Using different analogies makes the anomalies in our laws and attitudes obvious. For example, as a voyage and an adventure, taking LSD might be compared to flying a plane or climbing a mountain. Psychedelic drug use as a form of spiritual or psychological exploration might be compared with methods like kundalina yoga, Tantra, or the more emotionally intense forms of psychotherapy, all of which induce drastic changes in consciousness that may occasionally endanger emotional stability for the sake of some alleged insight, awakening, or realization. Even psychoanalysis can produce psychotic reactions. Yet no one considers outlawing any of these practices. To many people familiar with psychedelic drugs, such comparisons seem more appropriate than an analogy with antibiotics or aspirin, or even with drugs used mainly for pleasure or because of addiction.
Consider another analogy. Imagine that no one has ever remembered his dreams before, except a few widely ignored mystics, primitives, and madmen. Then someone invents an electrical gadget that permits them to be recalled. At first, dreams come as a revelation. People who use the machine are overwhelmed by their depth of emotion and symbolic significance. They rush out to look up the obscure literature about this neglected state of awareness. Psychologists discover that dreams are the royal road to the unconscious. Others examine them for prophecies, philosophies, and religions, clues to personal salvation and social revolution. Meanwhile, there are the many who have never remembered their dreams and do not understand why anyone considers them important or useful; they declare it all mental illness and social decadence, and demand that the machines be outlawed. Ultimately the dreamers too become somewhat disillusioned. Remembering and interpreting dreams provides no sure cure for any illness and no obvious alternative view of the world. Their meaning for art, philosophy, and religion is ambiguous. Many dreams are unpleasant or frightening. People sometimes act foolishly in following the commands of their dreams. Some dream interpretation is superstitious, some of the popular dream interpreters are of dubious character, and some of the dream cults have repellent practices. Dreams are not the answer.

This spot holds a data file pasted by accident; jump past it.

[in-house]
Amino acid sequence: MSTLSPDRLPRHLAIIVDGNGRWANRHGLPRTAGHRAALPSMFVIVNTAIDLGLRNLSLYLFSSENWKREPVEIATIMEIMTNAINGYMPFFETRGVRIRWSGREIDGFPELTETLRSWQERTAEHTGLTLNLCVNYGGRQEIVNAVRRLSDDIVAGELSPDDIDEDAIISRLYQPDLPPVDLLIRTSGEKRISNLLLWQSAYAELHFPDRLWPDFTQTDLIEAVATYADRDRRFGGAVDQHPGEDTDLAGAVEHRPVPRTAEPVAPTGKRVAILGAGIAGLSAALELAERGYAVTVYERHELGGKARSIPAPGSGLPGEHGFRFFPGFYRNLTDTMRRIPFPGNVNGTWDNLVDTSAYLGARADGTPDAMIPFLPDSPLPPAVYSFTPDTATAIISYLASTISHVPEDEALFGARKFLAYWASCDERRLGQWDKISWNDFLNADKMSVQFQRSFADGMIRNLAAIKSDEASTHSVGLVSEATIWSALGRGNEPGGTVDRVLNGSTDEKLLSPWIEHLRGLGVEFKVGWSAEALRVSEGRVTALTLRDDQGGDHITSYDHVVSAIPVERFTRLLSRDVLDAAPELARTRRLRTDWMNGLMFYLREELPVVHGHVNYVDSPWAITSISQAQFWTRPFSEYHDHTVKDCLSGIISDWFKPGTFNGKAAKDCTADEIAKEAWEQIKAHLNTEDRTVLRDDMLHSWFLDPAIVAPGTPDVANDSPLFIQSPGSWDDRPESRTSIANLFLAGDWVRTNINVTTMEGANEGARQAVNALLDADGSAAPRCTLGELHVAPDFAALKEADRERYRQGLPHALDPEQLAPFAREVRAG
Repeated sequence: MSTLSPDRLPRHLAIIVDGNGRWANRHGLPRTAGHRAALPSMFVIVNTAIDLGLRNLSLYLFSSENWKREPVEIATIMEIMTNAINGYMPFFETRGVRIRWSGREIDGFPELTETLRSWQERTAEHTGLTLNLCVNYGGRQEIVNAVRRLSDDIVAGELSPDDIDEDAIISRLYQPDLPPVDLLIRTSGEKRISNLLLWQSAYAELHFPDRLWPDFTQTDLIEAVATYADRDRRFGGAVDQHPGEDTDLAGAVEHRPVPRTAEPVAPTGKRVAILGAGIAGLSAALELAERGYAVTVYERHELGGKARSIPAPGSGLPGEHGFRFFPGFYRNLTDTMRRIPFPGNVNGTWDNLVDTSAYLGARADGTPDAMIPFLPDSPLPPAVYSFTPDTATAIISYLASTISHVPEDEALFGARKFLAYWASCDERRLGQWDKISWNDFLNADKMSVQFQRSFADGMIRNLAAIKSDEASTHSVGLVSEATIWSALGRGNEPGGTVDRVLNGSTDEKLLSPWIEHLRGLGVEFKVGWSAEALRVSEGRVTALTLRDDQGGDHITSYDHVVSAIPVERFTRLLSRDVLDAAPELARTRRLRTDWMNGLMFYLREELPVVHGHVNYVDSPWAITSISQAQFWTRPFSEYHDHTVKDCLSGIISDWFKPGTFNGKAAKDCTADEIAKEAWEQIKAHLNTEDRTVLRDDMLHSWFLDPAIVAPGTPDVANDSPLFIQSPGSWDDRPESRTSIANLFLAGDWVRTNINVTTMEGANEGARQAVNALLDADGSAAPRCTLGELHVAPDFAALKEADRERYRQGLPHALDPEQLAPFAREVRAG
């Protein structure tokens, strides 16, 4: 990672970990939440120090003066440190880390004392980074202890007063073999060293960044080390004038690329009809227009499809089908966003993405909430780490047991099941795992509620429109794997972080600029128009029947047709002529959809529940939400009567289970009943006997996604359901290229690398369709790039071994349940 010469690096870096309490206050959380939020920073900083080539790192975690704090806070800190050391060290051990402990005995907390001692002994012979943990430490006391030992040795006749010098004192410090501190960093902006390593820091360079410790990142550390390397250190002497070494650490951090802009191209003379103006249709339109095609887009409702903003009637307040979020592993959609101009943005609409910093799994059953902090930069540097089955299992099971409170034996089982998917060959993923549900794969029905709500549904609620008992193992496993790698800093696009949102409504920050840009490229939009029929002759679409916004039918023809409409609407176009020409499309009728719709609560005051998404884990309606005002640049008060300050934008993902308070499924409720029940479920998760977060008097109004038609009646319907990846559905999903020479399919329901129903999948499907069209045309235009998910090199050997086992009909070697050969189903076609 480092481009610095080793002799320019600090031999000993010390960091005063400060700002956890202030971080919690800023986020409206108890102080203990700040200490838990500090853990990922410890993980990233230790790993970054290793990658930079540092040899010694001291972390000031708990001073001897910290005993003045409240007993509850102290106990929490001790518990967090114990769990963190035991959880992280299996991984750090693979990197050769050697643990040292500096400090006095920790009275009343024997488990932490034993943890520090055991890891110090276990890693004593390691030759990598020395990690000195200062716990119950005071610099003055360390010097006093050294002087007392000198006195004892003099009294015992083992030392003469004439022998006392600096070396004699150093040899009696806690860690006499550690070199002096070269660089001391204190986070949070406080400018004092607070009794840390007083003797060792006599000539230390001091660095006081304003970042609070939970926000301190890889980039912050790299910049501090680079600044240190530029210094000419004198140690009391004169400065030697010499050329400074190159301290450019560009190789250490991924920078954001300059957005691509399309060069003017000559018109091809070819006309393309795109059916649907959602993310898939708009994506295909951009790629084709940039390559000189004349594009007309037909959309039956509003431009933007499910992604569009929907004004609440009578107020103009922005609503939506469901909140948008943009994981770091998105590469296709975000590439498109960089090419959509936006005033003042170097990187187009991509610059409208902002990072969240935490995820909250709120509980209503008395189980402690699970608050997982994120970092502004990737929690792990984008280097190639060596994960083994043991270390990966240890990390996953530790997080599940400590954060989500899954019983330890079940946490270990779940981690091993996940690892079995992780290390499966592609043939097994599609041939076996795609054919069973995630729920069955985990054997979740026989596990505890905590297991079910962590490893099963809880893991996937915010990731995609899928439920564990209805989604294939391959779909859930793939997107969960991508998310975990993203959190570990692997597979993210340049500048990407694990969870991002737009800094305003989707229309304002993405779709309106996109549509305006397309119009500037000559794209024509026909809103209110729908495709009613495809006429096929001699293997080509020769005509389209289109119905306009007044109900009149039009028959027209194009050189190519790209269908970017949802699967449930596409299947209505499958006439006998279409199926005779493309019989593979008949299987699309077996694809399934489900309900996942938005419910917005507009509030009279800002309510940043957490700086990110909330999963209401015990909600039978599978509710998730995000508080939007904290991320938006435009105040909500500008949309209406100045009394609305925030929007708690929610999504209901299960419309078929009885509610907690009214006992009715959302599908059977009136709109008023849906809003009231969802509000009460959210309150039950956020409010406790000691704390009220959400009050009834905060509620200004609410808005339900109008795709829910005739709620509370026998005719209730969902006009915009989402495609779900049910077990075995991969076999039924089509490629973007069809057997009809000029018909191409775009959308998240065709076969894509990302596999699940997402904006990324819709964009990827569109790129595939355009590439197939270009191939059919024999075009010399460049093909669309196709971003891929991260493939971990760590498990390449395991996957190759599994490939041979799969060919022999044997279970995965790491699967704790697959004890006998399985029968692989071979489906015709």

One possible outcome is that we decide to record and study dreams, relate them to other states of consciousness and to neurophysiology, find out their possible scientific, therapeutic, and creative uses, and so on, while cautioning against overvaluation of them. Another possibility is withdrawing in fear, declaring that we were meant to forget our dreams and that remembering them is pathological and socially debilitating, and finally suppressing the means by which they are remembered. We have removed a source of disturbance, at the price of denying part of our own potential. Psychedelic drugs resemble this imaginary machine. They sometimes allow people to see things about themselves that they did not know before, without telling them how to interpret and act on what they see. We have the choice of ignoring and suppressing this knowledge or finding ways to make use of it.
One of the main problems is that we have no appropriate classification for psychedelic drugs. We cannot regard them as divine: should we then treat them like aspirin or heroin? Are they outlawed because we fear drugs, or because we fear the social effects of altered states of awareness, religious intensity, and mysticism? LSD use may be conceived as part of a drug problem that also includes something as utterly different as heroin addiction; it may also be seen as part of a social trend toward irrationalist religious enthusiasm combined with scorn for gainful labor and political participation; and these fears are in practice inextricably entangled.